In this blog series to commemorate National Mentoring Month, we are celebrating some of our incredible mentors in the Data Science for All program.  

Tripti Sethi is Global Azure Center of Excellence Lead at Avanade, and a mentor for DS4A / Women's Summit.

Tripti Sethi is Global Azure Center of Excellence Lead at Avanade, and a mentor for DS4A / Women's Summit.  She answered a few questions for us about her experience, career advice and how her mentees in the program set out to use data to develop COVID-19 responses.

Tell us about a pivotal moment in your career: what was the backdrop, what did you do, what did you learn?

My career journey hasn’t been defined by a single pivotal moment but by a series of moments that shaped my career into what it is today.  I started one of my first jobs at Prudential as a data scientist working on models and crunching data. My manager at the time gave me an opportunity to lead the pensions and annuities portfolio from a sales and marketing perspective as my next role. This opened my eyes to how the data science models I built impacted the business. I quickly realized that even the best model predictions could fail to attract a customer if the marketing communication was not relevant or if the customer was contacted by the wrong channel. During my time at Capgemini, I was given an opportunity to setup our offshore analytics practice which was a deviation from the technical track I was on. That opportunity ended up being the catalyst for a move to London and subsequent travel across Europe working with different clients and industries. Ultimately, I would say that the most pivotal thread that has shaped my career has been the openness to taking on risks and new experiences while always remaining people and customer centric.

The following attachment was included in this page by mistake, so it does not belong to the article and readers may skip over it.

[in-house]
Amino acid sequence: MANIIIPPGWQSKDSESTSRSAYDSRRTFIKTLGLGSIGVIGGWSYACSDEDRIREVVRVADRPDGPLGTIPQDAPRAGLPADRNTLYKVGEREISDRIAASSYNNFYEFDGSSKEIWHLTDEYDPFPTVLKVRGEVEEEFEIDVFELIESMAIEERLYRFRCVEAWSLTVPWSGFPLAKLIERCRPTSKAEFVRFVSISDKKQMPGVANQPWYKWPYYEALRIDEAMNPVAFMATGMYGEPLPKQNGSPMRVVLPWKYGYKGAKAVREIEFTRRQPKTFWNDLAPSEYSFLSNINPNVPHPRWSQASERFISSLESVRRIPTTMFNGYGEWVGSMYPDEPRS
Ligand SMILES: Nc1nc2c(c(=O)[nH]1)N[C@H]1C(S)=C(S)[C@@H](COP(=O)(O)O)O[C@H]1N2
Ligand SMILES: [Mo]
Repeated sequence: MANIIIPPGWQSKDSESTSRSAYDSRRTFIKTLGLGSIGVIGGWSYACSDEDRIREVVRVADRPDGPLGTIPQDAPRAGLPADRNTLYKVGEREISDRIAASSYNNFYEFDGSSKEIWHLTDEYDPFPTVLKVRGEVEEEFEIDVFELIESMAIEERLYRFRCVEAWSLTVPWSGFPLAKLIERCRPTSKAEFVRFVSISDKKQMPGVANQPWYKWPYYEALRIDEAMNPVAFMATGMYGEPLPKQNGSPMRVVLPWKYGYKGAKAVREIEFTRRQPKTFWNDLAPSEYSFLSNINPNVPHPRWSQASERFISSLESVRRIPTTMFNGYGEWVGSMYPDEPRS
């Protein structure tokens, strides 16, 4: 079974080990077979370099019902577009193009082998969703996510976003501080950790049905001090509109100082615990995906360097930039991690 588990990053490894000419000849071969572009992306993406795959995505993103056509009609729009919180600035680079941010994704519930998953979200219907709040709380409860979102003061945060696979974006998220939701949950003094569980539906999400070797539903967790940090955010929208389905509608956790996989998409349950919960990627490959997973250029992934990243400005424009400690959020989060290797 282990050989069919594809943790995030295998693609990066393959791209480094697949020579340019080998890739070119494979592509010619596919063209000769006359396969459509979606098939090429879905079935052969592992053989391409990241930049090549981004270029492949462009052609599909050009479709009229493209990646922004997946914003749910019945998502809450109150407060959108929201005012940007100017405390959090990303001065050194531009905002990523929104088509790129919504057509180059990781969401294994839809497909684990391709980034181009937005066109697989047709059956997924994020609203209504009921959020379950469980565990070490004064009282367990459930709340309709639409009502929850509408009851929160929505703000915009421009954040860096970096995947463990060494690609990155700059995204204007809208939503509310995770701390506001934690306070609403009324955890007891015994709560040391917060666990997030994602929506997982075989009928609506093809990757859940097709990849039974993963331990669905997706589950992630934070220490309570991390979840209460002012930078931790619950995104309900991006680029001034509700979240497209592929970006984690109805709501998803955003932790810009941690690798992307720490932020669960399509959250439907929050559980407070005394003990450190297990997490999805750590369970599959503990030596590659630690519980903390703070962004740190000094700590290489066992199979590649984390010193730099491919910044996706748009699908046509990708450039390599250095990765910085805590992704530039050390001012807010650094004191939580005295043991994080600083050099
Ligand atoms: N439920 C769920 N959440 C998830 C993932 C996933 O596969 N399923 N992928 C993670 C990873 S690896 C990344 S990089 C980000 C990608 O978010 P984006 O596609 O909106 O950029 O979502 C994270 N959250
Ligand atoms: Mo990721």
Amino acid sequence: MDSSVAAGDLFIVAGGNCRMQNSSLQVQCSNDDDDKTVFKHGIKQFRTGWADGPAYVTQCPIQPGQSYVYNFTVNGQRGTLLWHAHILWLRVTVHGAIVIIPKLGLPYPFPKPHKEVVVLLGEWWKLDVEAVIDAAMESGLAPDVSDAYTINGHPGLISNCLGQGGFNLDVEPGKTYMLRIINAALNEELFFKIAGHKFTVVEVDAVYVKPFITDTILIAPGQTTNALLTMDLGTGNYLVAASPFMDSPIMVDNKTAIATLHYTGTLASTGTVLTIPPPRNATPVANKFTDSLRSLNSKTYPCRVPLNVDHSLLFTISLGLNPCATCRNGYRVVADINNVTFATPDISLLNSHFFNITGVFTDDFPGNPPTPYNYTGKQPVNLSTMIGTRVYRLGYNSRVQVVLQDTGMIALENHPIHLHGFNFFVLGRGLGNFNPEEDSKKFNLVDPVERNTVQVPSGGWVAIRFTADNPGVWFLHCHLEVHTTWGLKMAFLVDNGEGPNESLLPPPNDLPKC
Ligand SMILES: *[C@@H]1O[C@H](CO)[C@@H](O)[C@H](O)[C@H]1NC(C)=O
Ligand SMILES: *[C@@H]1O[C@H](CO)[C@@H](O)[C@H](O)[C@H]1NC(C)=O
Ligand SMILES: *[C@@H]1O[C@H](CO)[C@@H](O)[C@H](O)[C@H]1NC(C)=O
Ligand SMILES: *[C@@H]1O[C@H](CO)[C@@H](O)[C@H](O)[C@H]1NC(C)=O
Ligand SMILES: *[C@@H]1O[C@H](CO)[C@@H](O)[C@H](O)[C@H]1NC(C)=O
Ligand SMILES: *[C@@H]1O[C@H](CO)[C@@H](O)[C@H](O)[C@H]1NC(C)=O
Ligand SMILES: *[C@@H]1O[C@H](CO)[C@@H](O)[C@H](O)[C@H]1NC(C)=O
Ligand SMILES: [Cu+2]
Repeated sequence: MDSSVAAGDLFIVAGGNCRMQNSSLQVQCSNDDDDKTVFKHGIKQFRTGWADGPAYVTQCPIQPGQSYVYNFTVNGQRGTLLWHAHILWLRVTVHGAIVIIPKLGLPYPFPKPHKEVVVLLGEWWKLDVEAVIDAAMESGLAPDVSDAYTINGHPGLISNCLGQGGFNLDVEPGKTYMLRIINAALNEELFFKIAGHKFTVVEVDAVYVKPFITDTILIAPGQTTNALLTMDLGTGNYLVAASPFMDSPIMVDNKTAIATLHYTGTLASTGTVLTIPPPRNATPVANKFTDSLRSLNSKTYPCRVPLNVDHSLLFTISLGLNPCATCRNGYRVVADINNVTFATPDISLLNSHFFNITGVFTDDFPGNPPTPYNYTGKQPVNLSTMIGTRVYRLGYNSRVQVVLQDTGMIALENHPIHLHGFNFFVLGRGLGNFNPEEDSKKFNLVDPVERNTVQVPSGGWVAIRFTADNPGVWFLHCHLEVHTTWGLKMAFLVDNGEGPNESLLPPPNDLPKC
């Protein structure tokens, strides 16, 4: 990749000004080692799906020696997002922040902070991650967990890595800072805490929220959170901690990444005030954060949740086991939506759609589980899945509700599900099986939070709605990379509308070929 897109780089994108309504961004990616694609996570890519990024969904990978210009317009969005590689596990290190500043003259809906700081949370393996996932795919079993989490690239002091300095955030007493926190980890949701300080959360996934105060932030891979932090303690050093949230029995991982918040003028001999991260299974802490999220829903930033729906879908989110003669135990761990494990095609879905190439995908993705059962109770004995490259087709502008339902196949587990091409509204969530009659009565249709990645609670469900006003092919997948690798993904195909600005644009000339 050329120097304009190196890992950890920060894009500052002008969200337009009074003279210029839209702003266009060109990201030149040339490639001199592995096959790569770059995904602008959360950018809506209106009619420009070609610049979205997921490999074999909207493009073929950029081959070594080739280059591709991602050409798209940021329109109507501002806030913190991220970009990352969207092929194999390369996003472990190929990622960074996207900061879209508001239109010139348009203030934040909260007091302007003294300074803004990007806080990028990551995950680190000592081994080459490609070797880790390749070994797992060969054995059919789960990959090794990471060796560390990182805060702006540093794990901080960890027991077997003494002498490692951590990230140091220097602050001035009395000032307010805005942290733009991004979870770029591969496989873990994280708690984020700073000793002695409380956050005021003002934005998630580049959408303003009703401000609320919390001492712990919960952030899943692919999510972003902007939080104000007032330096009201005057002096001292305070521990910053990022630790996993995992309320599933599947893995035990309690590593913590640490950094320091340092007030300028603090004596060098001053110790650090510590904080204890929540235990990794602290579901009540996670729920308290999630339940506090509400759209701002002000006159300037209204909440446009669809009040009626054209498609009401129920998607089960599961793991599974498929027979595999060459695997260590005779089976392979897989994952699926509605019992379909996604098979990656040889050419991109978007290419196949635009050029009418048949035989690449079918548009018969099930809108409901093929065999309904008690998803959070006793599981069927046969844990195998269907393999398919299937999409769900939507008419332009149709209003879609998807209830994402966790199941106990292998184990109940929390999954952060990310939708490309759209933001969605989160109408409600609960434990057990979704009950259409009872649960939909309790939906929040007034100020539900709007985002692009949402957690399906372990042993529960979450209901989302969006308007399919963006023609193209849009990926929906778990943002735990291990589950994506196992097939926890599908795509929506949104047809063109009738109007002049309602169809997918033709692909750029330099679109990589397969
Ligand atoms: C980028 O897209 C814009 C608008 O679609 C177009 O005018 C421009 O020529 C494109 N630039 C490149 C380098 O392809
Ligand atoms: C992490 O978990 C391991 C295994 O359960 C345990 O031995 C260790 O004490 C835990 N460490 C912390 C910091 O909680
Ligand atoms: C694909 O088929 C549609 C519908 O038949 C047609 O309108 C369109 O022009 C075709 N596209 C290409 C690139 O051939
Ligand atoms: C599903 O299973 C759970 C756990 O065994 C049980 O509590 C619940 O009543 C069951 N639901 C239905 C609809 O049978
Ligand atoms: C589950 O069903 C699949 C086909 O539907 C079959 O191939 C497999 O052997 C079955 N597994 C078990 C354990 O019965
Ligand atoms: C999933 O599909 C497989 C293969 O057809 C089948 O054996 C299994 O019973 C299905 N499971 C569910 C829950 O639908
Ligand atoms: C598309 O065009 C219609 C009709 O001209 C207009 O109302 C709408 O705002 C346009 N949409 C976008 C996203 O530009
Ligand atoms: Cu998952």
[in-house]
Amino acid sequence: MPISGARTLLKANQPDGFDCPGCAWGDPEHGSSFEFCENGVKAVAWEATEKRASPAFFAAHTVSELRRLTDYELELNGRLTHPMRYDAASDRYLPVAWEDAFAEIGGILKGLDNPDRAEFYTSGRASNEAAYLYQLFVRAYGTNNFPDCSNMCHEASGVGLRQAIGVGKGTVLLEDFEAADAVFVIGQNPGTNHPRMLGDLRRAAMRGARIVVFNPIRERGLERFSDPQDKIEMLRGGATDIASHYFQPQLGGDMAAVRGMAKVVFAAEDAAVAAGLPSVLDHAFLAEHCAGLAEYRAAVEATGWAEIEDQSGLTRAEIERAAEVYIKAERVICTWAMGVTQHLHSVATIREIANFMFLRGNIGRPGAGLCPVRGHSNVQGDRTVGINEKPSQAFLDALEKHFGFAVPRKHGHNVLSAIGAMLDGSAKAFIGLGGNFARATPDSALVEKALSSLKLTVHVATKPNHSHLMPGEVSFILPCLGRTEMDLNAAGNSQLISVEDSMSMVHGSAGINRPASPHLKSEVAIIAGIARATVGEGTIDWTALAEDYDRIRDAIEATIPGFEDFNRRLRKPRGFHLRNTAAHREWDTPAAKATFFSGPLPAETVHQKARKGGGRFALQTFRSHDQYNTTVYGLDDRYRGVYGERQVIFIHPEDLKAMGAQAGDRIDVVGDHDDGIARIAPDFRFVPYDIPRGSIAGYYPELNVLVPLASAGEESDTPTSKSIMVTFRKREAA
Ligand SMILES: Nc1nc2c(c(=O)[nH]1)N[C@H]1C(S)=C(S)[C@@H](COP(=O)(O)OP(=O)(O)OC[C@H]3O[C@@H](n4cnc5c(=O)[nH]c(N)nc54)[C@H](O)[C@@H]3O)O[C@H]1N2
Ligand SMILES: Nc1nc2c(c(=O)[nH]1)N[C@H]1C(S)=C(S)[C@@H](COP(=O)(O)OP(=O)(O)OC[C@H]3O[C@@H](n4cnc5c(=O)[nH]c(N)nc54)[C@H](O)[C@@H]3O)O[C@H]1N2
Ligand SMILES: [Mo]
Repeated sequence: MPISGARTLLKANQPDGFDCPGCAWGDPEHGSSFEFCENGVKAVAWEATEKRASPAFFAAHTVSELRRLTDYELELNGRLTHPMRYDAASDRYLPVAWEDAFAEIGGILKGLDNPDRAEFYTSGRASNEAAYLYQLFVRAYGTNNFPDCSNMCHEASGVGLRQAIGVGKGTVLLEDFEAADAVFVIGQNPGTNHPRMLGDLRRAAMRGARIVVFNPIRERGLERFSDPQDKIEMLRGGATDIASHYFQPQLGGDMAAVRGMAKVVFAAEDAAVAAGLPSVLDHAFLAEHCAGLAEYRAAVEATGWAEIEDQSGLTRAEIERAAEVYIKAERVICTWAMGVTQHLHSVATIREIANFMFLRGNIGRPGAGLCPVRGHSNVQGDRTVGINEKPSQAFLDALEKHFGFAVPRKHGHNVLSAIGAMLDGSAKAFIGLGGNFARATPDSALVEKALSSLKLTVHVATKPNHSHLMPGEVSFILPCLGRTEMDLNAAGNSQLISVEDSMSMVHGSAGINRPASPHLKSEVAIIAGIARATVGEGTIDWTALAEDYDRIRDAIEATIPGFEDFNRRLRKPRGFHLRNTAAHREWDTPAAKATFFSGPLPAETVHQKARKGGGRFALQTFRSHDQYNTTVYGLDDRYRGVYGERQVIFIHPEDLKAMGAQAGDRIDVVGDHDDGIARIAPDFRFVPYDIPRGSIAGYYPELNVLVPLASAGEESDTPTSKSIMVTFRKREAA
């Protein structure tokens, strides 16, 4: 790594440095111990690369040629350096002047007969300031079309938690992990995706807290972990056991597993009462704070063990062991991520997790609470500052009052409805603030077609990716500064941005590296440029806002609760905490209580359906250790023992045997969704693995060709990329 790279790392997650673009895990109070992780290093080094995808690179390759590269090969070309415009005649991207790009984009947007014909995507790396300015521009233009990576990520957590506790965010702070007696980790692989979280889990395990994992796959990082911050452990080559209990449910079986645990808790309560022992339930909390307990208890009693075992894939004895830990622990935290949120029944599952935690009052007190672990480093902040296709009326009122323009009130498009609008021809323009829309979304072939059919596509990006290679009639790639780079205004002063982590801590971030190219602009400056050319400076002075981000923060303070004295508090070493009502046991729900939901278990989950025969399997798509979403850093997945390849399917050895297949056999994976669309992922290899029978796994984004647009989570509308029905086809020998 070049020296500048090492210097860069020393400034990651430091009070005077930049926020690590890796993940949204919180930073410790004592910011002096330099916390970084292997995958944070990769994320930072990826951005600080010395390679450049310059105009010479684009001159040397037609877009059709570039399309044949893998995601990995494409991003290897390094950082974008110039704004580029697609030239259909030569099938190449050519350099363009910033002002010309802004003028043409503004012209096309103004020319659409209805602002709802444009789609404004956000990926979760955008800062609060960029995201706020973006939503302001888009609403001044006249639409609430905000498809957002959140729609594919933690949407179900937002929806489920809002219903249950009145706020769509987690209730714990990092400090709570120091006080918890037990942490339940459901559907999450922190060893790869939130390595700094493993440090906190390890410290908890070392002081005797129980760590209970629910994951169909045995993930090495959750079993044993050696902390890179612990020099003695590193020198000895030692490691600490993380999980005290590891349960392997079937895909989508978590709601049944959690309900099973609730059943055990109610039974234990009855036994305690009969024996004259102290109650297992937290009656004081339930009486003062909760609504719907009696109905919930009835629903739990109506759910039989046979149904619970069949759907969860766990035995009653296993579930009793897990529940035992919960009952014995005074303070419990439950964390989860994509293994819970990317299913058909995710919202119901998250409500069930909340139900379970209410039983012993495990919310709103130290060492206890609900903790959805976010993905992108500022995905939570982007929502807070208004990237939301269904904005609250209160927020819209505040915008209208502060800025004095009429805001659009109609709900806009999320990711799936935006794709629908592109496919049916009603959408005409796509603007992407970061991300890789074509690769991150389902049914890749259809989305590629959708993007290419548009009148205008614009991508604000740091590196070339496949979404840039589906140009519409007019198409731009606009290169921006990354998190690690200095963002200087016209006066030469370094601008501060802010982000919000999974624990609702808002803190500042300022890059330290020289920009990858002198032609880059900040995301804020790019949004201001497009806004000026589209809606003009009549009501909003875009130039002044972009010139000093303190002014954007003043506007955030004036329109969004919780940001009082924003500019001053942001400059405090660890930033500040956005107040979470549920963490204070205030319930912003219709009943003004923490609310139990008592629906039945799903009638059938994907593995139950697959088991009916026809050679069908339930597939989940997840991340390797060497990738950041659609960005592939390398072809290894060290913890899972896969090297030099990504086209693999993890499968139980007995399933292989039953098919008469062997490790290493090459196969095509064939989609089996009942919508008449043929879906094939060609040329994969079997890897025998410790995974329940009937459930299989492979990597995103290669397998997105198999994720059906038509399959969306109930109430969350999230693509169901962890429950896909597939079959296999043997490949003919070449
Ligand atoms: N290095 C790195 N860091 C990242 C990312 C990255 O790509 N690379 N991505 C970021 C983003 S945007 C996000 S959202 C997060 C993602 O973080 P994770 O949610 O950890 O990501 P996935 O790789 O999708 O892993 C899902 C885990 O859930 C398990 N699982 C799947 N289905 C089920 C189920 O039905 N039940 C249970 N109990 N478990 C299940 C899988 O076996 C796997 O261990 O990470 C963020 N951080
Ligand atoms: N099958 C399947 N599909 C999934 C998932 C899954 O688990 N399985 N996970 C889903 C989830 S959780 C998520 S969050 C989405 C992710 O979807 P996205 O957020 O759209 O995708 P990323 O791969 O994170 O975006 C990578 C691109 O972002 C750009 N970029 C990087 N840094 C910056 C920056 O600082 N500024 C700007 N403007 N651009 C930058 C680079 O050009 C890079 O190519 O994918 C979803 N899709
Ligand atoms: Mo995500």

Who were your mentors and role models when you were starting out?  What’s the best professional advice you received?

The first role model in my life has been my mom. She balanced an accomplished career that spanned across journalism and stints in the corporate world and parenting and was the exception to the norm at the time.  She exemplified what it meant to strive towards your aspirations but with empathy and a strong code of ethics.

Throughout my career, I have also been fortunate enough to have great mentors and allies. One of my first managers very early on in my career fostered an atmosphere that encouraged his team to take risks and presented equal opportunities to all, he’s remained a mentor to me ever since and was instrumental to my career. Avanade has a fantastic mentorship program along with initiatives that promote diversity, inclusion and sponsorship, and I’ve been very lucky to benefit from the guidance of two excellent mentors over my time here.

The two best pieces of advice that I have received are:

  • Focus on maximizing my strengths
  • Remember that people will forget what you say or even what you do but they will never forget how you make them feel. This has been invaluable input for me to be able to build an influential style of leadership, teams that have complimentary and diverse skillsets and to always strive to seek out the best from each person.